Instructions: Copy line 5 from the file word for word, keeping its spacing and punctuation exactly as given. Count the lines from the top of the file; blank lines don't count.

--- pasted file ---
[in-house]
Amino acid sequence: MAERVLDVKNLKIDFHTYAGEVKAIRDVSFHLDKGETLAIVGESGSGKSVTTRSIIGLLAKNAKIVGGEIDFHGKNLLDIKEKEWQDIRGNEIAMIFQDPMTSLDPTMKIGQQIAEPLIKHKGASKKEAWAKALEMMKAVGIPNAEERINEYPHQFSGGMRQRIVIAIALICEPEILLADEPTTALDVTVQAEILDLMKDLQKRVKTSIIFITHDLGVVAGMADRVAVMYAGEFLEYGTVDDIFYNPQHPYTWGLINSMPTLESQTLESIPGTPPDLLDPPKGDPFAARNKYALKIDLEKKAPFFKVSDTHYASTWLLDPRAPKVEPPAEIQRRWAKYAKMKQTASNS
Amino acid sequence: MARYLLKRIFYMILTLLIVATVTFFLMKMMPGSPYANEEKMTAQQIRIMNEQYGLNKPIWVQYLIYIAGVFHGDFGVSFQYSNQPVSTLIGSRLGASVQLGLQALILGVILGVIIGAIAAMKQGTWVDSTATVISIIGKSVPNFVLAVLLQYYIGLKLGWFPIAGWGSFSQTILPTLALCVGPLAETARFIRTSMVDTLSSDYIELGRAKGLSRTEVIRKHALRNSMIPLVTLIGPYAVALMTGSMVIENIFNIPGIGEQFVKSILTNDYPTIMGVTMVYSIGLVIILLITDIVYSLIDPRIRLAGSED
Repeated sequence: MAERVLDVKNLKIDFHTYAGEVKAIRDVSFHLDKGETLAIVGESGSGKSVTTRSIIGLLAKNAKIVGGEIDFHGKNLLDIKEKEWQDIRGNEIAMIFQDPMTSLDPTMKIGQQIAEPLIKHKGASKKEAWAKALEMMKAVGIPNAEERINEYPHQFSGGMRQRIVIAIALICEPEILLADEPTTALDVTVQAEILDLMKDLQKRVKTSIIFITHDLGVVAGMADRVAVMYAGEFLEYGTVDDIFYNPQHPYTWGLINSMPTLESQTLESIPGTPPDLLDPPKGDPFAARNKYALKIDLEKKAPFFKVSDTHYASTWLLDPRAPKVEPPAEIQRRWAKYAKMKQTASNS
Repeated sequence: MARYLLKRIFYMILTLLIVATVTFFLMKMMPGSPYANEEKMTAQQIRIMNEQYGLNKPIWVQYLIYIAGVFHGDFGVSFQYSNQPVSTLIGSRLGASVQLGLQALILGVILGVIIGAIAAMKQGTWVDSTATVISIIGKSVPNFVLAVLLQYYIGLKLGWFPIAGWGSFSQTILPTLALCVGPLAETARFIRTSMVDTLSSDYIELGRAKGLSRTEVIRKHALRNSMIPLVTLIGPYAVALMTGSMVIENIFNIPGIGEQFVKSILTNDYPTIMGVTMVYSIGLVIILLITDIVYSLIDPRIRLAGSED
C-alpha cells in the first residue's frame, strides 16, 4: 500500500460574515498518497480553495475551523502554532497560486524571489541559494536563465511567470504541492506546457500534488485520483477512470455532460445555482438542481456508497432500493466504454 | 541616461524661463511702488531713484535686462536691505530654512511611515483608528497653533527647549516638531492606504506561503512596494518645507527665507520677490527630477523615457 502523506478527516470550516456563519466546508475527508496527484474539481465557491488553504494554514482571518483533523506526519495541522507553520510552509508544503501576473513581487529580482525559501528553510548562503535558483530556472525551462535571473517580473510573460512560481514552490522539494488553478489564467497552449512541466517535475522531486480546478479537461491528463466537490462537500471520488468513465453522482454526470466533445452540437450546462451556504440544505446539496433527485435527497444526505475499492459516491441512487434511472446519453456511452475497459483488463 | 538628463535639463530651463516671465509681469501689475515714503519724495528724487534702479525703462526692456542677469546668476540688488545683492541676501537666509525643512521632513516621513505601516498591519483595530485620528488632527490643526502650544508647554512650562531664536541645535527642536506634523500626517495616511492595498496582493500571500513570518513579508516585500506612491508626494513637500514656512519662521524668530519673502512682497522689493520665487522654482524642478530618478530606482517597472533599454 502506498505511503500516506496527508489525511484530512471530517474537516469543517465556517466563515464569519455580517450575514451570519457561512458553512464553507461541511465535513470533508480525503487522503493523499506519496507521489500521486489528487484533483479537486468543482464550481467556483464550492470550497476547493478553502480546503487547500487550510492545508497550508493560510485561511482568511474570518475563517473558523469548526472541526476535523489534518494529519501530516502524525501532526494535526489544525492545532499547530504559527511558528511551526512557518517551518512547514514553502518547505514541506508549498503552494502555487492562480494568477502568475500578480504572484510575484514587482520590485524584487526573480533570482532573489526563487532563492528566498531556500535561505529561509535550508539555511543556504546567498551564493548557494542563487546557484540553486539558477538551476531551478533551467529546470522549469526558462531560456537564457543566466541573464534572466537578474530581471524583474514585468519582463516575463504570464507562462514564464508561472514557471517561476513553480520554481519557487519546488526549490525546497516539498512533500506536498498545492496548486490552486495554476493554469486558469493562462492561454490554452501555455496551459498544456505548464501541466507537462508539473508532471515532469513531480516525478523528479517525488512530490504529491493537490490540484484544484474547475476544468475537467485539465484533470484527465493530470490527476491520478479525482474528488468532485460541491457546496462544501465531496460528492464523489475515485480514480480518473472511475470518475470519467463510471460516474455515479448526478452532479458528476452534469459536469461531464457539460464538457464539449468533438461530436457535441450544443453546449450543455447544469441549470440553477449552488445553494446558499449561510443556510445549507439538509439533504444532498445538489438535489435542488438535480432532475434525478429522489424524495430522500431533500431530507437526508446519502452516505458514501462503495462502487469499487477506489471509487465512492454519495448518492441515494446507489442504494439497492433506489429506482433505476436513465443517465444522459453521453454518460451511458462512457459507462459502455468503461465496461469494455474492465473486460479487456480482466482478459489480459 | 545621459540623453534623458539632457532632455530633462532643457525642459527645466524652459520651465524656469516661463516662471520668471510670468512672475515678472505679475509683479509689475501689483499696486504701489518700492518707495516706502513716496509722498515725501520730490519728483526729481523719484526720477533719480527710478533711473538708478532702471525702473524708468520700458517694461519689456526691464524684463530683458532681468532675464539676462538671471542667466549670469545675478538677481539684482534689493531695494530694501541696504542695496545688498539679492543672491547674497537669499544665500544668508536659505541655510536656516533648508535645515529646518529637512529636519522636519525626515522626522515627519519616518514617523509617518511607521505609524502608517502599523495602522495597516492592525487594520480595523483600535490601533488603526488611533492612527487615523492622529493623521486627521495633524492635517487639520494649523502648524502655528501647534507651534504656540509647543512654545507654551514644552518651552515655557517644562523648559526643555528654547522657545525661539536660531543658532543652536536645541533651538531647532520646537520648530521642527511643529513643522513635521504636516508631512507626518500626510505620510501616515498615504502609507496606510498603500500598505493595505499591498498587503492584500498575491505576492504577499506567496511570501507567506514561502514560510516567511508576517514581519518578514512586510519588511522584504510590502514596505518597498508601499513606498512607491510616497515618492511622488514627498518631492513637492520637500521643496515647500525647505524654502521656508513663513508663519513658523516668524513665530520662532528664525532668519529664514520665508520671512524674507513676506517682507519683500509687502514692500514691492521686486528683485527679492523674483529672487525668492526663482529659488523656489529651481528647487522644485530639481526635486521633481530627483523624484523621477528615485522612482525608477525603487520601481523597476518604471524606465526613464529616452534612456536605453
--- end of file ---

Repeated sequence: MARYLLKRIFYMILTLLIVATVTFFLMKMMPGSPYANEEKMTAQQIRIMNEQYGLNKPIWVQYLIYIAGVFHGDFGVSFQYSNQPVSTLIGSRLGASVQLGLQALILGVILGVIIGAIAAMKQGTWVDSTATVISIIGKSVPNFVLAVLLQYYIGLKLGWFPIAGWGSFSQTILPTLALCVGPLAETARFIRTSMVDTLSSDYIELGRAKGLSRTEVIRKHALRNSMIPLVTLIGPYAVALMTGSMVIENIFNIPGIGEQFVKSILTNDYPTIMGVTMVYSIGLVIILLITDIVYSLIDPRIRLAGSED